Dear You, (Letter #1)

For a while, an acquaintance I made online has been having a hard time. She still is. I don’t know what made me feel like contacting her directly. It started with her tweets I suppose. It’s not every day someone just tweets about their depression and basically seems to have given up, publicly. I still don’t think that was it. I think that what really got me to send her a direct message was that everyone replying to her tweet was saying very generic things like, “we love you” or gifs of some movie character saying as much. I realised that there was something inherently wrong about most online interactions.

Everything feels remote now.

One could be reading news about a bombing in Iraq and, at best, we’ll just comment with an emoji or, occasionally, maybe we’ll be a little more descriptive. Then it’s usually more generic comments like, “I hate Trump” or “Let’s boycott negative feelings!”. The cycle goes on, what’s worse is that most of us are becoming alienated from ourselves. I don’t say this with derision or malice, but the majority of people merely follow the “next trend”. They don’t know who they are anymore and just regurgitate whatever the general sentiment is, hoping to fit in and get along. And if we’re honest, we all do it sometimes.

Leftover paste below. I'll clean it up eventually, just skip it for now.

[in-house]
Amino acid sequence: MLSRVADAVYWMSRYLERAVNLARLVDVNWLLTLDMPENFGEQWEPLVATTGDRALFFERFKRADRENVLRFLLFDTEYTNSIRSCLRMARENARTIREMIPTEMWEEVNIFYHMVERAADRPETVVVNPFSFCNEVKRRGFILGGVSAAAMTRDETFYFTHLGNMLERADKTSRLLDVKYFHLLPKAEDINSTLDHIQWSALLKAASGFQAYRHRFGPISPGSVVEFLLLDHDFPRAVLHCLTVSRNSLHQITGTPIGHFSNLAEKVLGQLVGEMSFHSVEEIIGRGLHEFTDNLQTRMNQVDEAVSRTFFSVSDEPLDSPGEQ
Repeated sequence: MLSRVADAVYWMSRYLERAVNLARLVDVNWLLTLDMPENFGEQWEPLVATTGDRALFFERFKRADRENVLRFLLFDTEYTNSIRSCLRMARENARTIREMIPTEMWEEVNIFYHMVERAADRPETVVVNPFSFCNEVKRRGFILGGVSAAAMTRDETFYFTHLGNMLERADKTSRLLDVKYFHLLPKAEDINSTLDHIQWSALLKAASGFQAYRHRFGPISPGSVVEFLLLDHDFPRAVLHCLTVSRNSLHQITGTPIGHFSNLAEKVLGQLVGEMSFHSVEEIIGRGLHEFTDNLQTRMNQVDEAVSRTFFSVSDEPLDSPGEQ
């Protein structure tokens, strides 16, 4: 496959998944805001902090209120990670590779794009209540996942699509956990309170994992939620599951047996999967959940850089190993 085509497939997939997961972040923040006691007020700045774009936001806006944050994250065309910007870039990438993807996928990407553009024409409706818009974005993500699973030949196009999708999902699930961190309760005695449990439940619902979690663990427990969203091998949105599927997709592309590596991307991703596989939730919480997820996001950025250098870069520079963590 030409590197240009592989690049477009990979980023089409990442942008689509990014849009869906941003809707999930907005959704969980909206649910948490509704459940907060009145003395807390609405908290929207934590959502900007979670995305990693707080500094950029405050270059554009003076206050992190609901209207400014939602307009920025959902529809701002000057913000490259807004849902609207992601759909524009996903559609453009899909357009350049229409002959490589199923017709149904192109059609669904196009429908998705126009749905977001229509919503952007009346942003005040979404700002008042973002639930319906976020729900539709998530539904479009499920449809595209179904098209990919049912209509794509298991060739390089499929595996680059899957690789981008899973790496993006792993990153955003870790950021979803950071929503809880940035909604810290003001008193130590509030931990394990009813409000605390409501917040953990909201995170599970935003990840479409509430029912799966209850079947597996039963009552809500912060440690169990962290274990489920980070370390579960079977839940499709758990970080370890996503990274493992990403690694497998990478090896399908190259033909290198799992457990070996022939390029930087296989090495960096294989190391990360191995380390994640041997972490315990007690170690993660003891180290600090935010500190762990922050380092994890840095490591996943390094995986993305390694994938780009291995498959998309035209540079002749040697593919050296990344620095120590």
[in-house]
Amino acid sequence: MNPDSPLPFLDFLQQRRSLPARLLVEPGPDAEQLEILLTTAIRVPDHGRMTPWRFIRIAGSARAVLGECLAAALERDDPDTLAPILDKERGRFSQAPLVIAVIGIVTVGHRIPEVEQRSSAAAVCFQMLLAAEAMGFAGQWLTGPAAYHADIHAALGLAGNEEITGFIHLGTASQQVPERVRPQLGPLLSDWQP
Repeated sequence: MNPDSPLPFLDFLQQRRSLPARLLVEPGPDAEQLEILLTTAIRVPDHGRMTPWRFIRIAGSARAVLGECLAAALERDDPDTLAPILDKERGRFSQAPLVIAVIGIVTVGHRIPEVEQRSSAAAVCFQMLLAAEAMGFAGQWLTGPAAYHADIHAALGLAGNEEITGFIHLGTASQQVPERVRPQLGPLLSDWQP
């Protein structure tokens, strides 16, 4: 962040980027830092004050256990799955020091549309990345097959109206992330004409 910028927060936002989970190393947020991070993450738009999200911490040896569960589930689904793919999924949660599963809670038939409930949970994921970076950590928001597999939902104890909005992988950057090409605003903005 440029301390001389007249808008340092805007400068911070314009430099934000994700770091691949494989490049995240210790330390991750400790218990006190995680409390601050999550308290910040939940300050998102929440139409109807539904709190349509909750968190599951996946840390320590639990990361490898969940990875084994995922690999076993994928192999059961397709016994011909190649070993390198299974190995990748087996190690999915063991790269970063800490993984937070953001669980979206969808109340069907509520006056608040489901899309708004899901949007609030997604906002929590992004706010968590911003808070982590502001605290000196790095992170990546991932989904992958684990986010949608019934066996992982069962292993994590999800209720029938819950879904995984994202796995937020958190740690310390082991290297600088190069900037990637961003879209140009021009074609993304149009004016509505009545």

In some way, our generation is a novelty. Humans never had this much knowledge, news and viral decapitation videos at their fingertips in the past. We are so overwhelmed with the most devastating and outrageous news that at some point it just became everyday life. Someone jumped off a building and crashed to his death? I’ll like the video to show my empathy. Our feelings and thoughts have been reduced to clicking a heart or tapping a thumbs up. That’s the extent of our interaction with world issues. Whereas our parents would take to the streets and demand change, and actually made a dent; we make up hashtags and vigorously tweet for change.

Deep down, I think we all feel more powerless than ever. Back to the subject of my online acquaintance. So, I texted her and just opened the possibility for us to correspond. I am a decent listener when I actually try. The message I sent her was something to this effect:

I just opened Twitter and saw your tweets. I do not know the nature of your distress or if it is as serious as I perceived it to be. However, rather than send you bland messages, gifs and emojis. I thought that I’d actually make good on my offer ( in a reply to her tweet), and offer a listening ear. I hope this is not weird as I’m aware that I’m virtually a stranger. Do not worry, this isn’t some sort of “move”, I’m engaged and en route for marriage.